Heat a pressure cooker over medium heat or set an electric pressure cooker to sauté. Add the oil if using or dry sauté the onion for a few minutes, adding some of the water if the onion starts to stick. Add the garlic and peppers and sauté for another minute. Add the smoked paprika and chili powder along with the peas and dates. Stir to coat them and then add the water, stirring well to be sure that nothing is stuck to the bottom of the pressure cooker. Add the water. Lock the lid on the pressure cooker. Cook at pressure for 3 minutes. Let the pressure come down naturally.

When time is up, carefully open the lid, tilting it away from you. Add the tomatoes and greens and lock the lid on the pressure cooker for 5 minutes. Open the cooker. Taste and adjust seasonings. Add salt to taste.

Note: You can cook this without a pressure cooker, if you don’t have one by following these directions and using 3 cups or more water, as needed instead of just 1 cup: Heat a large saucepan over medium heat. Dry sauté the onion for a few minutes, adding some of the water if the onion starts to stick. Add the garlic and peppers and sauté for another minute. Add the smoked paprika and chili powder along with the peas and dates. Stir to coat them and then add the water to cover them. Bring to a boil and reduce the heat to a simmer. Put a lid on, keeping it slightly ajar. Cook by simmering, keeping the peas covered with water, for 35–45 minutes until they are cooked through and almost all of the water has been absorbed. Drain any excess water.

Add the tomatoes and greens and cook for another 5 minutes or more until the greens are wilted. Add salt to taste.


©2016 Reprinted from Nutrition CHAMPS by Jill Nussinow, MS, RDN

Black-eyed Beans Waffles or Muffins


Black-eyed Beans Waffles or Muffins

12 oz. package Johnsonville breakfast sausage, sliced
1/4 cup onion, finely diced
1 cup yellow cornmeal
1/2 cup all purpose flour
1 teaspoon salt
1/2 teaspoon baking soda
1/4 teaspoon baking powder
2 large eggs, beaten
1 cup buttermilk
1/3 cup vegetable oil
2 cups Black-eyed beans, cooked and drained
2 cups shredded cheddar cheese
1 (4.5 ounce) can chopped green chiles

Cook sausage and onion in skillet over medium high heat until sausage is browned and onion is translucent. Drain on paper towel.
Combine cornmeal, flour, salt, baking soda and baking powder in large bowl. Stir together eggs, buttermilk and oil until combined. Add to dry ingredients and stir until just moistened. Add sausage mixture, cheddar cheese, black-eyed beans and chiles. Mix well.

For waffles:
Preheat your waffle maker. Spray with non stick spray. Place a little over a cup of mixture in the waffle maker and follow manufacturer’s instructions.
For muffins:
Spray muffin pan or use paper liners. Fill tins a little over 1/2 full. Bake in a 350 degree oven for 30 minutes.


Bean Pot Stickers


Last week I was watching “Martha Bakes” on the PBS Create channel and I learned something about myself — one of my favorite kitchen habits has a fancy name! Mise en place is French for “everything in its place.” When I am about to create something to eat, I place all the ingredients on the counter to make sure they are handy and that I don’t have to stop and run to the store for something I don’t have on hand. Of course, beans are one of the most versatile ingredients in my mise en place.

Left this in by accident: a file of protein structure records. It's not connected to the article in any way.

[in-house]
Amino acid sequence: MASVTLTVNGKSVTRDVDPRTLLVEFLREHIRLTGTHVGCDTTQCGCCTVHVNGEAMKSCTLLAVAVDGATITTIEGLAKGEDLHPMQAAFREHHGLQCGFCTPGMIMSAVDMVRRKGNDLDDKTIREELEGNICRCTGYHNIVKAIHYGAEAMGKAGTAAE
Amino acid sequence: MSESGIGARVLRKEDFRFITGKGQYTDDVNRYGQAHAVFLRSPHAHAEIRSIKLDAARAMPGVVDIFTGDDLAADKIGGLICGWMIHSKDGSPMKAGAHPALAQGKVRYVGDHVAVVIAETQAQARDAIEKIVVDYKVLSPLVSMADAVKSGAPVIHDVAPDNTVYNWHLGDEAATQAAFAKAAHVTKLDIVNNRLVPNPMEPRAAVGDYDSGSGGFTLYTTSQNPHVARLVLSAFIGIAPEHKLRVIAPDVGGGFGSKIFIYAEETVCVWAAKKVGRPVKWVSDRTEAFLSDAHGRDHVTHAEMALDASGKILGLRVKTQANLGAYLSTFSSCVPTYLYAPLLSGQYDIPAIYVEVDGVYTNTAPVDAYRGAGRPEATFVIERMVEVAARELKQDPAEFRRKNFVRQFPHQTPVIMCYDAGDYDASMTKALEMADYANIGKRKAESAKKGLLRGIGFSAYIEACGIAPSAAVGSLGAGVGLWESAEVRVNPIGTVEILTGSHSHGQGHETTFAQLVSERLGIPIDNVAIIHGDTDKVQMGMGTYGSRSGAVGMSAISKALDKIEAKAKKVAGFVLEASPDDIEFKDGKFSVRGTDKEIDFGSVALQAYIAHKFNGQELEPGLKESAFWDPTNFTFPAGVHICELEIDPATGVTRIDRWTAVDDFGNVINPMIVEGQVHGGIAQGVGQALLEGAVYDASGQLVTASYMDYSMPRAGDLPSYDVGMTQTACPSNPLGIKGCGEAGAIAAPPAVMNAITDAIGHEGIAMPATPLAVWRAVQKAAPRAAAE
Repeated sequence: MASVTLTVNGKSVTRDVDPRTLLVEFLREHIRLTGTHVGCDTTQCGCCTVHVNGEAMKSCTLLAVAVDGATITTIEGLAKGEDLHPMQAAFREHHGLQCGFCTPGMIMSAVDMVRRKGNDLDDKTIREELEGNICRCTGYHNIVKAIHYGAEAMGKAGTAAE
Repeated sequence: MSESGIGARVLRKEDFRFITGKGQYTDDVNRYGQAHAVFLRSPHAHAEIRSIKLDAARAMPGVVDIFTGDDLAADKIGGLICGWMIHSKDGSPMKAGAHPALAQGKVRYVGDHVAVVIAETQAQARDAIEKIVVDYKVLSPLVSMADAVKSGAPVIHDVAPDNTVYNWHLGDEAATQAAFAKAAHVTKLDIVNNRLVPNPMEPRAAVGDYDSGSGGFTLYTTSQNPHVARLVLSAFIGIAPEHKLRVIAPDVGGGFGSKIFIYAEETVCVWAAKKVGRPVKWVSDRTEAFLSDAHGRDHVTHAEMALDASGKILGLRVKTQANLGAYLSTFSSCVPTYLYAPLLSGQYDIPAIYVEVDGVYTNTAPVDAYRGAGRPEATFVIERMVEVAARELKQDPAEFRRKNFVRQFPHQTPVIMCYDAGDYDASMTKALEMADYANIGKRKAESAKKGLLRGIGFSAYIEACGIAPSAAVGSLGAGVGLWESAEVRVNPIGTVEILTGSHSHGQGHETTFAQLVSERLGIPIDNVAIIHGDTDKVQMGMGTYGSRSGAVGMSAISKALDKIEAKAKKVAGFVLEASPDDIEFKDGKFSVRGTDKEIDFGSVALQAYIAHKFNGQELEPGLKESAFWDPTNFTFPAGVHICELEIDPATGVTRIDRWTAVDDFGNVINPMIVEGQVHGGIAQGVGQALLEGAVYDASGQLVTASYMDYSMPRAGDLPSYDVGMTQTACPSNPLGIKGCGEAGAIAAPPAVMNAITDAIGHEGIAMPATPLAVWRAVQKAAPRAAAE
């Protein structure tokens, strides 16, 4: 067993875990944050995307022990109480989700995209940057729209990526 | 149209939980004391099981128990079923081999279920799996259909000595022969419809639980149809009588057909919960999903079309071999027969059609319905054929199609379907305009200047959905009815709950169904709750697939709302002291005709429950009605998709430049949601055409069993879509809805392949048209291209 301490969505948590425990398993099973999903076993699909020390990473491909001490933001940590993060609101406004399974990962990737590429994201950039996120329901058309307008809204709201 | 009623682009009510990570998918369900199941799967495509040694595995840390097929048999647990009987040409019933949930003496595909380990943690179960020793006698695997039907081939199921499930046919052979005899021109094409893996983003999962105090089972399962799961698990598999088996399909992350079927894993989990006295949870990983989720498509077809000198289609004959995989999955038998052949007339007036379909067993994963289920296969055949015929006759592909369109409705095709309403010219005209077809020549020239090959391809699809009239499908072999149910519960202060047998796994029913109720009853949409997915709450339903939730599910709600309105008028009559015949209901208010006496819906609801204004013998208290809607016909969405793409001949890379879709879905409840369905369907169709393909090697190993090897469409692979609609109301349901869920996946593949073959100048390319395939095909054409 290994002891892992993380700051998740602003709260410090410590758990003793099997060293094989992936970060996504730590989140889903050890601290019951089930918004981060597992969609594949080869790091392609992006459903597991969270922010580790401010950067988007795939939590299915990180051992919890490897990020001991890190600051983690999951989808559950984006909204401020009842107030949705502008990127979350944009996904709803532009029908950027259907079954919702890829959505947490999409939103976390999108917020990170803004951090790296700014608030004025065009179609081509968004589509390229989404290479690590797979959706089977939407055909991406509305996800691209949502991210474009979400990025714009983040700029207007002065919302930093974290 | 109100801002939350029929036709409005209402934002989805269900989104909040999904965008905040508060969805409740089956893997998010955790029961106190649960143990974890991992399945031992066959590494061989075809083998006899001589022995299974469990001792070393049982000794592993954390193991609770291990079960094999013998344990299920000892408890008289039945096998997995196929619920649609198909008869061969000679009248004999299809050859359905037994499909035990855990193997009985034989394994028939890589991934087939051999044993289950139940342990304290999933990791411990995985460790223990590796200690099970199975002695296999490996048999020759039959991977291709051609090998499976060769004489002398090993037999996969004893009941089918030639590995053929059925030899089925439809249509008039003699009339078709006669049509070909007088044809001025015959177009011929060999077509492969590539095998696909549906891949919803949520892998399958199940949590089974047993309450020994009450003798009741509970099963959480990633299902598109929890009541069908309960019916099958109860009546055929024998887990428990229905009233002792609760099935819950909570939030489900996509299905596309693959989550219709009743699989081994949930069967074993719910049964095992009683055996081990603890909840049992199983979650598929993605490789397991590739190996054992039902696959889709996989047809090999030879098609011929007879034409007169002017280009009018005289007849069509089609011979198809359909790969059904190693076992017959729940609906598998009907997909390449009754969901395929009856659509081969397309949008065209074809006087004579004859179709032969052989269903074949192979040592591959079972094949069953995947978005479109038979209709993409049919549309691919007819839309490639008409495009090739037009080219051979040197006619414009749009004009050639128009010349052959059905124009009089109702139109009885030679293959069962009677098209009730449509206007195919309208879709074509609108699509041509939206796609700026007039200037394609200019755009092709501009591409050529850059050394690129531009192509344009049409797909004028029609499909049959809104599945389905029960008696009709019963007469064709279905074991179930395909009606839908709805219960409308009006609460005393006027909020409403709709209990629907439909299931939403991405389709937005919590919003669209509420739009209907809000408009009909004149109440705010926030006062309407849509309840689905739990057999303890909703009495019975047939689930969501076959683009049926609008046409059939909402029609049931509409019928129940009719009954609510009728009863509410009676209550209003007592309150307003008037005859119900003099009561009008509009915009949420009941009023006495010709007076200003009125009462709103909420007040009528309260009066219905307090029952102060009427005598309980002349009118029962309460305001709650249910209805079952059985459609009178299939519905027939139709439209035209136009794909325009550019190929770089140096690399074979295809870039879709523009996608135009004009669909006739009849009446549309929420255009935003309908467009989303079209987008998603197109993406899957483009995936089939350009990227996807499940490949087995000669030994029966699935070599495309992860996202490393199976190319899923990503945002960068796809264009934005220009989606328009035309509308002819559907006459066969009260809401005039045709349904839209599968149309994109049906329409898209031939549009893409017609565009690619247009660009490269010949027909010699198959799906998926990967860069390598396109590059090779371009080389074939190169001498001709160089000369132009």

If you haven’t made pot stickers before because you thought they were too difficult, it’s time to put that fear aside. These are sure to impress your family and friends. Make sure you have everything mise en place before you start!

                                                                   Bean Pot Stickers


1 pound lean ground pork
2 cups cooked*, drained red kidney or pink beans or one 16 ounce can, drained
1/2 cup chopped water chestnuts
1/3 cup diagonally sliced green onions
1 tablespoon each soy sauce and sesame oil
1 teaspoon grated fresh ginger root or 1/4 teaspoon ground ginger
1 teaspoon chopped fresh cilantro (optional)
One package gyoza or won ton wrappers (approximately 50 wrappers), thawed if necessary
Oil (optional)
Pot Sticker Dipping Sauce (recipe below)


mix ingredients

Combine pork, beans, water chestnuts, green onions, soy sauce, sesame oil, ginger root, and cilantro; mix thoroughly.

assemby linePlace one tablespoon of filling in the center of each wrapper. (If using won ton wrappers, cut off corners to make round wrappers.)

wet edgecrimp edgesMoisten edges with water and seal by pinching together to form dumpling.

IMG_5106 Brown several dumplings in non-stick skillet in small amount of oil, if desired. Add ¼ cup water; cover and cook on low about five minutes.

Remove to serving platter. Repeat with remaining dumplings.


potsticker1Serve with Pot Sticker Dipping Sauce. Makes about 50 pot stickers.

Pot Sticker Dipping Sauce

Combine 1/4 cup each rice vinegar and soy sauce, two teaspoons sugar, and 1/2 teaspoon lemon juice. Makes about 1/2 cup dipping sauce.

*For best results, soak and cook dry beans by your preferred method.